07/17/2003 11:00PM

Duped by the morality police


As summer racing hits full stride with the openings of Saratoga and Del Mar this week, racegoers will increasingly confront a familiar seasonal sight at the tracks of America: children at the races. While a few especially grumpy horseplayers complain about the annual emergence of the tykes, they are a welcome sight to most of the racing industry, which has found in recent years that Family Fun Days and similar promotions are an effective way of getting parents to sample racing.

Children seem to love the horses and the sights, and the parents learn that a day at the races is an entertaining and inexpensive outing. It's a winner all around - except, of course, to the religious zealots, junk scientists, and self-promoters who make up the anti-gambling brigade.

Unfortunately, these activists recently found a prominent dupe in a Chicago newspaper writer, resulting in an appalling column entitled "From Cradle to the Finish Line" that ran in last Sunday's Chicago Tribune. The author, Tribune senior correspondent Greg Burns, is of course entitled to his bizarre opinion that racetracks are child abusers and merchants of misery, but he clearly is laboring under the influence of the usual disseminators of anti-gambling propaganda.

Burns began his piece by painting a picture of what awaits a family visiting Arlington Park - lush green lawns, pony rides, and a petting zoo. Quickly, however, he reveals that this tranquil scene is merely a hideous tool for an evil agenda.

"During a summer when Seabiscuit is poised to break out of the gates in movieland, the tots are becoming touts. The only thing unusual about Arlington Park is the shameless extent of the come-on. The racetrack makes no secret of its efforts to reel in a younger crowd. . . . Strip away the upscale country fair atmosphere, and what we have is Arlington Park peddling an addictive product to a largely unsuspecting audience."

With the exception of Arlington president Cliff Goodrich, who is given a few sentences to try to explain his job of marketing and preserving a popular sport and thoroughly legal activity, everyone quoted in Burns's column is a veteran of anti-gambling roadshows.

Tom Grey, a Methodist minister from suburban Chicago, spends most of his time traveling to any state considering gambling legislation, where he passes the hat on behalf of the National Coalition Against Legalized Gambling. He regularly speaks at conferences such as the "Reclaiming America for Christ" convention, headlined by Jerry Falwell.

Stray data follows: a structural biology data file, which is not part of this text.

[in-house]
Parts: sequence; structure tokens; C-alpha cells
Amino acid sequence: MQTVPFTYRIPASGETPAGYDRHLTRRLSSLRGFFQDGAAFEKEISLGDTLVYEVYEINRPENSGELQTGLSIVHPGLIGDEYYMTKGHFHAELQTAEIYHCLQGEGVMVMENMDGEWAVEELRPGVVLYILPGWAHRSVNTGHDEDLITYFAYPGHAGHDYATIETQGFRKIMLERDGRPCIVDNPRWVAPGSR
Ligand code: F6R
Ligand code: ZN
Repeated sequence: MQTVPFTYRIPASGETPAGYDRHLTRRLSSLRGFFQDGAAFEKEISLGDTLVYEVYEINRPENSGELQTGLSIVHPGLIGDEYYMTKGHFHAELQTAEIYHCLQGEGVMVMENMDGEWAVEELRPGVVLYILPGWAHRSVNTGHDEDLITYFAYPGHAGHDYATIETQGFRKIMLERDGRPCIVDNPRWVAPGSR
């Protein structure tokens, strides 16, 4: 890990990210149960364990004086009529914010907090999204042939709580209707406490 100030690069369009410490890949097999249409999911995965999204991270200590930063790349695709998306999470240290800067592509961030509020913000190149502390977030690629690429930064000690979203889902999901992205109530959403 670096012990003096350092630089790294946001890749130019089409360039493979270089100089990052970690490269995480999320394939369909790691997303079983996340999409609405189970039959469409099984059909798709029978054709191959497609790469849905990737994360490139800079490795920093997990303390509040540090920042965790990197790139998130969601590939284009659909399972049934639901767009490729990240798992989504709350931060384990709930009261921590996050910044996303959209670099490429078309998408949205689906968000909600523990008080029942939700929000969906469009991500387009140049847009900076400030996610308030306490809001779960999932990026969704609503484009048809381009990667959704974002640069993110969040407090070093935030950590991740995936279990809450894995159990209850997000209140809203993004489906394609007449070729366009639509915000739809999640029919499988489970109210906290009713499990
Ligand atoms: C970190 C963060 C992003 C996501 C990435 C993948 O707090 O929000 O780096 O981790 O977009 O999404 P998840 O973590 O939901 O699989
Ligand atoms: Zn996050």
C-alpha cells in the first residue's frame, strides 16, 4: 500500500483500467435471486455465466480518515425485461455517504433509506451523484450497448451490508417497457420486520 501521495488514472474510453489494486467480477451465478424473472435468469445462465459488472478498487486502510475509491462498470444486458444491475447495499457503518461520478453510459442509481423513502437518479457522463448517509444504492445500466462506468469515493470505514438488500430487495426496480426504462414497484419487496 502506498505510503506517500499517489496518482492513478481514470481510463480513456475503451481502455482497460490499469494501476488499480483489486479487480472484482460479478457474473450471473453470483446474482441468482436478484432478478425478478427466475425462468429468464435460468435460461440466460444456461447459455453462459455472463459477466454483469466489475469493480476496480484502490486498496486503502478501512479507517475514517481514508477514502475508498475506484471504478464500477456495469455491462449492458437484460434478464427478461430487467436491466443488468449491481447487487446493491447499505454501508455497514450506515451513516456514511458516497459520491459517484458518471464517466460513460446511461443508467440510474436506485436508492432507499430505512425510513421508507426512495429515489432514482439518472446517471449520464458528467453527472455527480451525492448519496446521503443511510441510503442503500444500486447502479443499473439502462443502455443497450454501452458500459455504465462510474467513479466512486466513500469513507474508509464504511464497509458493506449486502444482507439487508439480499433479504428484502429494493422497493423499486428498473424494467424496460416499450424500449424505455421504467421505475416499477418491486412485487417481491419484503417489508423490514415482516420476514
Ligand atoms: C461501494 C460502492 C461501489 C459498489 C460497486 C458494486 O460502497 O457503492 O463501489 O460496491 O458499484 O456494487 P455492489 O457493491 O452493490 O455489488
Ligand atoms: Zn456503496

Burns quotes Grey as saying children don't belong at the racetrack because "You wouldn't put down $2 and order a shot and a beer for your kid." Huh?

Next up is Ron Reno, spokesman for Focus on the Family, a Colorado-based fundamentalist ministry that sells anti-evolution books. Reno says that because "horses are such a big draw for kids," the racetrack "sends some confusing signals."

For scientific rather than theological disapproval, Burns quotes Durand Jacobs, identified only as a professor at Loma Linda University. Jacobs is a longtime anti-gambling activist quoted in Focus on the Family literature for such ludicrous and unsupported contentions as "at least one in 10 teens engages in illegal activities (stealing, shoplifting, selling drugs, prostitution) to finance their gambling."

Grey and Jacobs are legendary for these sort of assertions, which are routinely repeated in the news media despite mountains of evidence to the contrary. Anti-gambling spokesmen often say that 10 to 15 percent of all gamblers are "problem" or "pathological" gamblers, when real data suggest that the correct number is between 0.77 and 1 percent. Frequently quoted correlations between gambling and suicides or bankruptcies have been discredited. Even the congressionally chartered 1999 National Gambling Impact Study Commission, despite being packed with anti-gambling commissioners, ultimately concluded that "the vast majority of Americans either gamble recreationally with no measurable side effects related to their gambling, or they choose not to gamble at all."

The whole issue is especially ridiculous in regards to Family Fun Days because there is no evidence at all that the young attendees are in fact doing any gambling. Burns's fear is that "The rugrats with the big ears learn the lingo of betting and drink in the gambling mystique." He concludes his piece by saying that, "That bugler who calls the horses to their posts is starting to sound suspiciously like a Pied Piper."

Perhaps Burns thought up that tortured metaphor on his own, or perhaps he merely borrowed it from his source Professor Jacobs, whose anti-gambling stump speech is entitled "The Pied Piper Effect of Gambling." In either case, the only tunes being played here are the familiar false notes of the morality police, and it's too bad that Burns fell under their spell.